Time to Mulch in Haymarket: 5 Helpful Tips for Buying Mulch

It’s time to mulch! Here are 5 helpful tips for buying mulch and spreading it …

Spring has arrived and so has the yard work. That means for many of us, it’s time to mulch. Besides giving your beds a clean, well-maintained appearance, mulch actually serves many other beneficial purposes. It insulates and protects roots from cold snaps and heat waves. It keeps the soil moist and reduces evaporation so you don’t have to water as much. It shades out weeds from sunlight to discourage growth. And, it protects trees by keeping mowers and trimmers at a safe distance.

But, there are different kinds of mulch—some are better than others and some better suited for different purposes. How do you know what kind to buy? Here a few things to consider when buying mulch:

mulch-haymarket-va.web1. Choose mulch for its purpose

A medium-textured mulch such as shredded hardwood will work in most places. But, big chunks, such pine bark nuggets will last longer for a permanent layer around trees. If you are digging through them in perennial beds, use something finer.

For vegetable beds, use something fluffy and easily decomposed such as straw. Non-organic covers such as gravel
or recycled rubber tires will last longer and cover the ground but won’t improve the soil.

2. Choose the right color

There are generally three colors to choose from in yard mulch: red, brown and black. Red mulch is often used in commercial settings but can look nice in some residential applications. It’s vibrant color provides a good contrast to light plants and also works well against light stone buildings. Because this mulch is stained, pay attention to walks and driveways, it can stain light concrete.

Brown mulch is the most common and adds a nice touch to any lawn or garden. It compliments all shades of green. However, it tends to lose its color after just one season. Black mulch is known for it’s long lasting color. But, since black attracts and retains sunlight it should not be used in areas with delicate plants.

Consider the color of your house when choosing mulch. For example, a red brick house clashes with a red-hued mulch.

RELATED: See Tips for Selling Your Upscale Home

3. Organic untreated or treated?

elite_logoTreated mulches can consist of added pre-emerging herbicides, to prevent weed growth. Less commonly, mulches are made from recycled wood that was pressure treated, which can leave behind harmful residues.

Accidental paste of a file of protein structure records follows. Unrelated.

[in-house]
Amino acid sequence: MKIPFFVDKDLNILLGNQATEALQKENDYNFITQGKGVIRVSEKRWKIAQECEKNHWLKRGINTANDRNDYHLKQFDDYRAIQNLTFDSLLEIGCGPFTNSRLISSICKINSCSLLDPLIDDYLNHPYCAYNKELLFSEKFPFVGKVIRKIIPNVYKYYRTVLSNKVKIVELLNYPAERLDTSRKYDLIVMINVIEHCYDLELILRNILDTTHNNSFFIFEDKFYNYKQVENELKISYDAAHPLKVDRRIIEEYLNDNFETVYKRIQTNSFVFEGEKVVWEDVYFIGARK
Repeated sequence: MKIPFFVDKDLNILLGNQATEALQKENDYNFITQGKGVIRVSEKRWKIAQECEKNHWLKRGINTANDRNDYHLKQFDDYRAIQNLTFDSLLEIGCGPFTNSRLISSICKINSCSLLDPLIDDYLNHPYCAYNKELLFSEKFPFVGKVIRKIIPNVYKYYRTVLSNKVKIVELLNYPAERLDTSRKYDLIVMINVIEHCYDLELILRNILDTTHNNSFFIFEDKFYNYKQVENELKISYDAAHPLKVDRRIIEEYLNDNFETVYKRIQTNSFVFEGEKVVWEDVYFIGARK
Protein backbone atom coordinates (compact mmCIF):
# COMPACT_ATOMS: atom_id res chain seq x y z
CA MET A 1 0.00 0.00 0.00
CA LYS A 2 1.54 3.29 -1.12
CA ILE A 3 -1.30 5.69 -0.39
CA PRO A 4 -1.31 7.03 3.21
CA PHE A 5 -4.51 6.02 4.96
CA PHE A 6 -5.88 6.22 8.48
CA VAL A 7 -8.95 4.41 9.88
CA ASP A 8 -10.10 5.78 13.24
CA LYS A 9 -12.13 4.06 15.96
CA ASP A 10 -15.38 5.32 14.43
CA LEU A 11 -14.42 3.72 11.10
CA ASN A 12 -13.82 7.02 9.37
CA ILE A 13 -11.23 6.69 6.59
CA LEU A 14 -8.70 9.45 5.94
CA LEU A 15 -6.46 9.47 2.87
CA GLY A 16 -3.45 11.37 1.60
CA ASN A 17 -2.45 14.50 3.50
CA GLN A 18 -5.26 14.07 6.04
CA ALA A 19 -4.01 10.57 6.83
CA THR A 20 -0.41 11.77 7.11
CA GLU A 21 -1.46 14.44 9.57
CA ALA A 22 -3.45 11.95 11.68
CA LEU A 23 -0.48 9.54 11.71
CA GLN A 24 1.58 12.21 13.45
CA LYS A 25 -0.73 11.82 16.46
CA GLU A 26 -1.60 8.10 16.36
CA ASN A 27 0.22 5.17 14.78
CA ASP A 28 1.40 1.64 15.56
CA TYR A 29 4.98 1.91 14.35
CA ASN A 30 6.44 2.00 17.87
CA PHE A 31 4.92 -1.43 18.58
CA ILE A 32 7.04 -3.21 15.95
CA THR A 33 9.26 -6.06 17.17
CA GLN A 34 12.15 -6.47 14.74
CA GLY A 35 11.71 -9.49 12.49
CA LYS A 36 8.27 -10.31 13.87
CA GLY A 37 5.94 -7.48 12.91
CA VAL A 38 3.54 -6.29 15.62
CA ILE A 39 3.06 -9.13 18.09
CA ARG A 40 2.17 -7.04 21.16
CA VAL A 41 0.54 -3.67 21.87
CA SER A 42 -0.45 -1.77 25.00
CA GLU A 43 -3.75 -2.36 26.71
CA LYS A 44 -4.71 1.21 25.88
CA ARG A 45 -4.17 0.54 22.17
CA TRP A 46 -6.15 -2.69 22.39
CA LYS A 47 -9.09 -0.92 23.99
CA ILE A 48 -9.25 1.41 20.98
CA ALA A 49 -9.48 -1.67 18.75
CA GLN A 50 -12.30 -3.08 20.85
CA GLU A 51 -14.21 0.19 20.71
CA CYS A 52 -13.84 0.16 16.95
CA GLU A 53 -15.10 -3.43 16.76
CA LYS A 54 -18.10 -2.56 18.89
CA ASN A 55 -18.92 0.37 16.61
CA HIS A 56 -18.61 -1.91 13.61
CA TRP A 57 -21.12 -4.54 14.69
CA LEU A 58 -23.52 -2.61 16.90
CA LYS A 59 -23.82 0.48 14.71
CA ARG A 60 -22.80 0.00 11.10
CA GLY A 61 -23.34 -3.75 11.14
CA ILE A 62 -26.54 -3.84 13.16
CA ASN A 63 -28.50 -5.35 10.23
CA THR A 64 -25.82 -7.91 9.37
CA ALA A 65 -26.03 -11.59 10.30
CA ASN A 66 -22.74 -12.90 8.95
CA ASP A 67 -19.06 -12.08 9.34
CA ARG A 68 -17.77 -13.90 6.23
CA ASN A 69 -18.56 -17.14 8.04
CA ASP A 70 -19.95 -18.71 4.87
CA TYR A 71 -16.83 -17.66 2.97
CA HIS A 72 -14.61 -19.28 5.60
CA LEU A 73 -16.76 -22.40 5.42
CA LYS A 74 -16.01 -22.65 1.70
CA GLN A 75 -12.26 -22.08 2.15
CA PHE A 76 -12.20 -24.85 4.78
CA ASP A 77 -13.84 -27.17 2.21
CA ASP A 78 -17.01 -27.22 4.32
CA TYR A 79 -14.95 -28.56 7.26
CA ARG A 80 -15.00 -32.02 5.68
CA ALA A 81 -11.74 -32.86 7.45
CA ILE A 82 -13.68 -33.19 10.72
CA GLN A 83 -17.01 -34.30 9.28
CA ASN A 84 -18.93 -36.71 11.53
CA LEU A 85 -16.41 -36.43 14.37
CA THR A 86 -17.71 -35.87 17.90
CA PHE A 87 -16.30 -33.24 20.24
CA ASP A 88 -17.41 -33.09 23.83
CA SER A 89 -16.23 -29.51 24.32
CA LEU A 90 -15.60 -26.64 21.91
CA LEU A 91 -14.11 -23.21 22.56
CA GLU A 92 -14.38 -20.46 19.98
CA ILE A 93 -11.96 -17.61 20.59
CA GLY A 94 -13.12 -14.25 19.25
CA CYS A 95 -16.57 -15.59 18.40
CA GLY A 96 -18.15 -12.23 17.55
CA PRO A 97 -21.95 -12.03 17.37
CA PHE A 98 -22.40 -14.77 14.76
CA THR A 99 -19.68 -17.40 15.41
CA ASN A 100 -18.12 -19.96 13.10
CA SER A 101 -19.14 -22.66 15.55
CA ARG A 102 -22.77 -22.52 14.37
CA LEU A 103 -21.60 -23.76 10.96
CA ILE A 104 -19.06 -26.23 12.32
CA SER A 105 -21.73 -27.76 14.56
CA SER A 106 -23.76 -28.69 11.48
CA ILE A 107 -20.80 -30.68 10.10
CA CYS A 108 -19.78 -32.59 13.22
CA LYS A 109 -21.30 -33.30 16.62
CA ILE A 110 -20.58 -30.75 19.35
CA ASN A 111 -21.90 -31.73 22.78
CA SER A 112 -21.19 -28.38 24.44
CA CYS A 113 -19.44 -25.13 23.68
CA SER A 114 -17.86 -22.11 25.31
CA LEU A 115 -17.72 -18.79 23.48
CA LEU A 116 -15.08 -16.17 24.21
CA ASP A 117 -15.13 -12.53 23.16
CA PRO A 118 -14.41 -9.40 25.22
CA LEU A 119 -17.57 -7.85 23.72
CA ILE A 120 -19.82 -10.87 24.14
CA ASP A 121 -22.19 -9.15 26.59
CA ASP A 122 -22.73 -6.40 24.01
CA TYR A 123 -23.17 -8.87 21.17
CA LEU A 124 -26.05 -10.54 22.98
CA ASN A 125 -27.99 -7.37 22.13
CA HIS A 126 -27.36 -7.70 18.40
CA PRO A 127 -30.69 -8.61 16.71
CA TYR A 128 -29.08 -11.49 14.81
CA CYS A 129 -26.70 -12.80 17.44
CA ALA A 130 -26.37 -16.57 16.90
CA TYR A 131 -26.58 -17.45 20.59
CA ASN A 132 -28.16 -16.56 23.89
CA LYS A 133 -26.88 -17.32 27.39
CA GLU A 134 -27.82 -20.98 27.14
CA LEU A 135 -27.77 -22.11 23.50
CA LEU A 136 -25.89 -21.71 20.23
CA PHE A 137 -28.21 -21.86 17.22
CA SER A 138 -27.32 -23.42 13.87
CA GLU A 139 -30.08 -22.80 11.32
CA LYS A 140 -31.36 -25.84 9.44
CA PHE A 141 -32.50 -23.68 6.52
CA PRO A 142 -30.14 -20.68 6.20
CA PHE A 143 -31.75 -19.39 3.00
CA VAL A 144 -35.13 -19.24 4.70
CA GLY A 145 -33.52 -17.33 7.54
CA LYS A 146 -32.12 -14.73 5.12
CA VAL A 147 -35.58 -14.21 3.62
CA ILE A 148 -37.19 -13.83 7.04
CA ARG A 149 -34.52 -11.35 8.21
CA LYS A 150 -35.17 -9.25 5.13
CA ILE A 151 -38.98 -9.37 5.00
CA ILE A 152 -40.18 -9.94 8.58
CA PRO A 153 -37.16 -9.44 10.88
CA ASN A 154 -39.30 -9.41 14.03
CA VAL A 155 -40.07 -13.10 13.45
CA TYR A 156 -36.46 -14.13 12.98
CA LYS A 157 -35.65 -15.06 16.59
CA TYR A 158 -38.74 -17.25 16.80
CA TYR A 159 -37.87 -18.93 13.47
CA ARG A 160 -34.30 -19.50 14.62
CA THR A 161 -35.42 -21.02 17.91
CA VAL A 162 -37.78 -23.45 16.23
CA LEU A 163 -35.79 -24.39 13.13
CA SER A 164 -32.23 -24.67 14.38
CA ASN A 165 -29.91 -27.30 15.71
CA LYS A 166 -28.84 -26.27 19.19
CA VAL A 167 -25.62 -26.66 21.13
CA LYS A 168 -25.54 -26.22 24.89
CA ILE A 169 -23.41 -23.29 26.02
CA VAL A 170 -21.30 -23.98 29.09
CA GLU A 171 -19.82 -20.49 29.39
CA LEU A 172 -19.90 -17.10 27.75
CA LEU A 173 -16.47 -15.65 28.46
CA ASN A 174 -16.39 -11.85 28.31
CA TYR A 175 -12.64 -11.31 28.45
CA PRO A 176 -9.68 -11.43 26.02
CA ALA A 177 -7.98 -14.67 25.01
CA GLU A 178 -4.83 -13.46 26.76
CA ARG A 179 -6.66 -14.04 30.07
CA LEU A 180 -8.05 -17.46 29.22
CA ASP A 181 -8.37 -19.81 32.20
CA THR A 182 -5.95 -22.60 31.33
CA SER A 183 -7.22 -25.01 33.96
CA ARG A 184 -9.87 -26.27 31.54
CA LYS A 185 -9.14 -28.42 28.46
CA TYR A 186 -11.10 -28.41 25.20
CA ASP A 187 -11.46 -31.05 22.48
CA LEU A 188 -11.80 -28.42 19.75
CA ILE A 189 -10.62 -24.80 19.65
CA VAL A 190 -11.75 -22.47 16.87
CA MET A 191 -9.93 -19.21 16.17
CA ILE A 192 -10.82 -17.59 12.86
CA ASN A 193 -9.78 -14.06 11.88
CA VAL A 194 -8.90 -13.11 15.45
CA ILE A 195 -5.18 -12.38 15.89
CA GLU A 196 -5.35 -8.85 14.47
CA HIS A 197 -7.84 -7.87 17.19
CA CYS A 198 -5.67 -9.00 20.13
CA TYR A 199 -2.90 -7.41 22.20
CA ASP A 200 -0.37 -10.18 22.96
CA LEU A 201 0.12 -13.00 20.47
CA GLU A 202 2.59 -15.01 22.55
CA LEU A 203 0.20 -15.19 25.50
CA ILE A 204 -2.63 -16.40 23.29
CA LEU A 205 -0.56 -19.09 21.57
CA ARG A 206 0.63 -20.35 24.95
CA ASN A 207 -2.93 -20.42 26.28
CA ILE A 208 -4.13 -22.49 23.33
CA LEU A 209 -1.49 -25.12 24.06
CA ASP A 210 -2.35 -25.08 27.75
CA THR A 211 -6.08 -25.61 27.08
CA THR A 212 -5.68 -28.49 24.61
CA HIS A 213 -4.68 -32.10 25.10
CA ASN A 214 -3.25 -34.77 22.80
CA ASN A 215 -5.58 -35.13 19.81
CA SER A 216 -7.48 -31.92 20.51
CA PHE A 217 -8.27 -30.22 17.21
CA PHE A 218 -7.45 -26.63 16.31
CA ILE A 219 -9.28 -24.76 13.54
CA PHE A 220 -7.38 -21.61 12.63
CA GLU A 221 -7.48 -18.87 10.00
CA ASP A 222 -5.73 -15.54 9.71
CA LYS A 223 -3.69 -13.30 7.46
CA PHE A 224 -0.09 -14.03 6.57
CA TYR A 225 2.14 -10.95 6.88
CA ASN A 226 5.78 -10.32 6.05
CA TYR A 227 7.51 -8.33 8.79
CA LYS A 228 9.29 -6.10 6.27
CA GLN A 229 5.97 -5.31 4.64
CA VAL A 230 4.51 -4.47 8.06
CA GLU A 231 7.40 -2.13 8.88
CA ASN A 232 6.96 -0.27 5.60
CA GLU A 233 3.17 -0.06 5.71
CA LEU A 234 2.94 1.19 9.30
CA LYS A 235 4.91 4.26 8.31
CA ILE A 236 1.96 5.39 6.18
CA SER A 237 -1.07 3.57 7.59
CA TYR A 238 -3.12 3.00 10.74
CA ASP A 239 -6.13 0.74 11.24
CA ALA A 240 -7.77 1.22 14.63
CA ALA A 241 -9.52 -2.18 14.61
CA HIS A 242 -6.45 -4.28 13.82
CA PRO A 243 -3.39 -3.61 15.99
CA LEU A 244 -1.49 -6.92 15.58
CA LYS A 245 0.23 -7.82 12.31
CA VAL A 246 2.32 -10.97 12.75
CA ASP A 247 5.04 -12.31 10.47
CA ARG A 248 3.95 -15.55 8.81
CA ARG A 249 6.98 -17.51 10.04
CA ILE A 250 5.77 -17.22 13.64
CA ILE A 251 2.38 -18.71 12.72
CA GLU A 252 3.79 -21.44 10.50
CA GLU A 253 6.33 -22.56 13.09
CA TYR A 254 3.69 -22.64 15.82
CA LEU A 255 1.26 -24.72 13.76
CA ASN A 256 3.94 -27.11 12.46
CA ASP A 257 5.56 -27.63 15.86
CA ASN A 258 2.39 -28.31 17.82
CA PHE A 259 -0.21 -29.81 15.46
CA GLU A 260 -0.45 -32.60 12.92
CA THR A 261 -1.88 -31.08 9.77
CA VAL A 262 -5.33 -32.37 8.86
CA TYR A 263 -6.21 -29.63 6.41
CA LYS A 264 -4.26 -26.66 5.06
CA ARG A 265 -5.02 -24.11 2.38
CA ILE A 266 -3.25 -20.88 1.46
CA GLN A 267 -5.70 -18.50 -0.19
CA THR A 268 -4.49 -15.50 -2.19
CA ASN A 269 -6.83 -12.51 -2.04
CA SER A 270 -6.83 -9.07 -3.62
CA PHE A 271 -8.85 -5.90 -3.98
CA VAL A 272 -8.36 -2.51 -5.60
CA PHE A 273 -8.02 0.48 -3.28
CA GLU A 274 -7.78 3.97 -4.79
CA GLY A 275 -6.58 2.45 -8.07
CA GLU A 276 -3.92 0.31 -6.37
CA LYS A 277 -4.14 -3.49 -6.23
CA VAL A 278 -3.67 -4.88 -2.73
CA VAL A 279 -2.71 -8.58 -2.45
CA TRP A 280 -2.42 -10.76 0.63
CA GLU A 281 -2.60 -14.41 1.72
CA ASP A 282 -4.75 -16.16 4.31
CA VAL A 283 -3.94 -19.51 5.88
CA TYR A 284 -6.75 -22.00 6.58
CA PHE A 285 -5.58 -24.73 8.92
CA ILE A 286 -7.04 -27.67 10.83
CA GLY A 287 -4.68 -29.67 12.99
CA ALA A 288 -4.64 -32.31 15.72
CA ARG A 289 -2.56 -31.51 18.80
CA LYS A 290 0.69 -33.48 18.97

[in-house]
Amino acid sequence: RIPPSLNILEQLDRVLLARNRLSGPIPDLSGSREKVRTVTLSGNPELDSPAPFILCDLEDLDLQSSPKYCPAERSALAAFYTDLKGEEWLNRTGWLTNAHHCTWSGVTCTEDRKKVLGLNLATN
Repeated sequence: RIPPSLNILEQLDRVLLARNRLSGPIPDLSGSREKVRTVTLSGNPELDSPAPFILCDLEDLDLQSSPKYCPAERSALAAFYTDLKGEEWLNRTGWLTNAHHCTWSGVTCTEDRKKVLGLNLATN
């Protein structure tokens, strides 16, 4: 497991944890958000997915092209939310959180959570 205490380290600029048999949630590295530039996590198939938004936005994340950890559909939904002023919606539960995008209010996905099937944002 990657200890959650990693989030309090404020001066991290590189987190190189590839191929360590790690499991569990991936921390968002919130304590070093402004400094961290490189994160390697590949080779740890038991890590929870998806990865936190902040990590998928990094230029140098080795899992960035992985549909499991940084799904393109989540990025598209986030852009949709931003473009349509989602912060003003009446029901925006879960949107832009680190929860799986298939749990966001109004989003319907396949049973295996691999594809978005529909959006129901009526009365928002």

The concern with untreated, organic mulch is that it might provide an attraction to termites—especially if you are mounding bark mulch near untreated wood structures or against the foundation or siding of your house. Therefore, you should always keep a 6-inch barrier of stone or another inorganic material between your house and untreated mulch. Also, if you are trying to maintain an organic garden, you should not use treated wood. To avoid this, look for a seal of compliance from the Mulch and Soil Council or visit www.mulchandsoilcouncil.org for more information.

4. Bag or bulk?

Mulch comes in bags, usually containing 2 or 3 cubic feet. Buying mulch in bags allows you to buy different kinds for different purposes and is easier to handle and disperse. However, it is much more expensive. Most bagged mulches from reputable landscaping and garden centers or home-improvement stores are likely to be clean and safe. However, be careful of cheap bags of mulch, like those sold at gas stations. They may contain shredded construction debris or other waste with toxic chemicals, metals or lead paint.

Mulch can be ordered in bulk from landscaping or garden centers to be delivered. It can vary in cost, so shop around. Bulk mulch is measured in cubic yards—a cubic yard is 27 cubic feet.

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5. Plan ahead

You don’t want to buy too much—it wastes money and tempts you to spread it too deep, which can obstruct water and air to roots.  To determine how much mulch you need, measure your beds. Then determine how deep you want the beds:

  • 1 to 2 inches for perennial beds;
  • 3 to 4 inches over tree root.

Here’s a great mulch calculator at HomeDepot.com. Key in either the length and width or square footage. You can add multiple areas.  Then enter the material depth and calculate. You don’t have to remove old mulch, spread a new layer on top so old and new reach the right depth.

Are you interested in moving to Haymarket or Gainesville, VA. It’s a great place to live! Call Bryan Garcia at 703-517-2574 and he can show you around. See why Bryan is a TOP REALTOR in the Haymarket area.

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See this article in the Spring 2016 of Haymarket Homeowner: